I was given a task of presenting management with a dashboard for multiple projects. Please suggest to me a suitable template. What are the main parameters that should be showcased on this dashboard?

4 Answers 4


Ask them.

There's no possible way for us, strangers on the internet, to be able to know with certainty what information your management needs.

So, ask them. I suggest compiling a list of all possible types of information you could provide them (just the types (e.g. estimated time, actual time, team members, process, etc.), not the data themselves (5 weeks, 3 weeks, 4 members, 7 members, etc.)). Then ask them which information they're interested in seeing on the dashboard.

  • Question is what are the best practices around the PM dashboards...
    – Sayan
    Jun 16, 2018 at 3:24

Although I agree with Sarov, I think that the process should be as follows: you shoud first understand what they want and then create a scope based on your experience and what you think it's valuable.

It's similar to what Henry Ford said: “If I had asked people what they wanted, they would have said faster horses.”

In my experience, having a big overview is always helpful. With Ontime it's possible to create custom views and show: average number of tasks per sprint, milestones to be completed, tasks in the backlog, along with other metrics and plots. This allowed the board to do informed decisions about priorities.


Usually top management want to see such main project parameters like being on time and on budget, and some evidence around that. Especially for Fixed Price projects or similar.

To represent the params you can have a couple of charts similar to Fever Portfolio Chart

Portfolio Fever Chart

but representing both remaining schedule and budget buffer. This is extremely visual.

You dont need to implement Theory Of Constraints for that fully. Just have some estimates and actual spent time for your tickets. Then cut the estimates, say, on 30% and call them "project buffer".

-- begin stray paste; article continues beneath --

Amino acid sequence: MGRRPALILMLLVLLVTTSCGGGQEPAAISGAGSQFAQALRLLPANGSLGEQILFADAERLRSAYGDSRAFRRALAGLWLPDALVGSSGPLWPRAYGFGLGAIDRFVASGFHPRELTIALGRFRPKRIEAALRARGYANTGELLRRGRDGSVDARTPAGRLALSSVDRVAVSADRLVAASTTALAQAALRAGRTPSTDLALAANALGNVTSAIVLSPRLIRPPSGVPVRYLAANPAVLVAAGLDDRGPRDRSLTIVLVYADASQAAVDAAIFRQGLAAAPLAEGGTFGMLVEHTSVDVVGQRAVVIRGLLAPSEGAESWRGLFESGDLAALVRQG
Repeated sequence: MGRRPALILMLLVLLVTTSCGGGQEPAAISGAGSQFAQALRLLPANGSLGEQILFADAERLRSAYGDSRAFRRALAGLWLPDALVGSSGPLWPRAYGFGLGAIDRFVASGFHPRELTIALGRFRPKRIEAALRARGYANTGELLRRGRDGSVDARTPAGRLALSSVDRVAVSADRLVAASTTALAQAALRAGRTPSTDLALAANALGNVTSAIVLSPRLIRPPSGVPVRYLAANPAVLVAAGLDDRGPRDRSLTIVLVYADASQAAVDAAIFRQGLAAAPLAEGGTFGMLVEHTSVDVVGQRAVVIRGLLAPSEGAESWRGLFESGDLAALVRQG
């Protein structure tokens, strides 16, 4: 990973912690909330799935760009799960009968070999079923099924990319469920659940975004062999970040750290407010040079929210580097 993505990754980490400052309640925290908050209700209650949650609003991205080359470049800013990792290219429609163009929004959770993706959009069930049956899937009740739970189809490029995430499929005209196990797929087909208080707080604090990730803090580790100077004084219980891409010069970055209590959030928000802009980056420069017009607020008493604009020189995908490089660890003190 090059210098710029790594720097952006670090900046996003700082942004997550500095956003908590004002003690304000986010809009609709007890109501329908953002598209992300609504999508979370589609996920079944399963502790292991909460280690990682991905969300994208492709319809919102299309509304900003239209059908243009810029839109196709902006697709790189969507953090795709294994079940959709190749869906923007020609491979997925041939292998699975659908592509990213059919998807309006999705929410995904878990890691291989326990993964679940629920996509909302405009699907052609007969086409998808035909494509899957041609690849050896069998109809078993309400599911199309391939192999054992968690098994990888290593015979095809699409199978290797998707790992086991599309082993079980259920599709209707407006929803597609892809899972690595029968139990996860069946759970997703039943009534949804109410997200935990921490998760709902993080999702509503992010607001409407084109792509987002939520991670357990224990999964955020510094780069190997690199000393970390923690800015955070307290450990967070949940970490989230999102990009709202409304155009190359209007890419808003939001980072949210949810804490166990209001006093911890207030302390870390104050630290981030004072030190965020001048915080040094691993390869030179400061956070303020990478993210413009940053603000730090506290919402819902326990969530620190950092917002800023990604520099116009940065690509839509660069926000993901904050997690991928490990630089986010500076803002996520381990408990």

For T&M projects top management is usually interested in following: do we spend all dedicated budget or not? And you can provide some info on how much you have already spent, how much you should have spent on the moment, and forecasting of the things for the end of the contract.


Consider representing Risks (not the same as Opportunities) in a dashboard.

But first

Start with familiarizing with the four states requiring action.


See the sample dashboard, presented as an example for a Risk (one of the four states in a project), and refer to the risk matrix graphic.

Action vs. Action Item - What's the difference?

What is an Action?

The process of doing something in order to achieve an aim, or meet an objective.

An Action is the highest common factor and central component of an element of project requiring response or attention in Project Management.

What is an Action Item?

An element of a project that pops up during a project and requires action.

Four States in a Project Requiring Action

1) Issue

Something that has already happened (realized risk) and will have or already has a negative impact on the project, requiring corrective action

  • Timeframe: Present
  • State: Unhealthy (-)
  • Action Aim: Correct

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2) Action Item

Element of a project that pops up during a project life cycle and requires attention and action

  • Timeframe: Present
  • State: Healthy (+)
  • Action Aim: Maintain

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3) Risk

An uncertain event or condition that has a negative effect on a project’s objectives.

  • Timeframe: Future
  • State: Potential for Loss (-)
  • Action Aim: Prevent

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4) Opportunity

Possible action that can be taken, that requires one or more actions to be completed, having a potential for gain, or benefit for a project, if pursued.

  • Timeframe: Future
  • State: Potential for Gain (+)
  • Action Aim: Pursue

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Risk Matrix

(Courtesy of https://www.juliantalbot.com/post/2018/07/31/whats-right-with-risk-matrices)

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Sample Dashboard (Risk)

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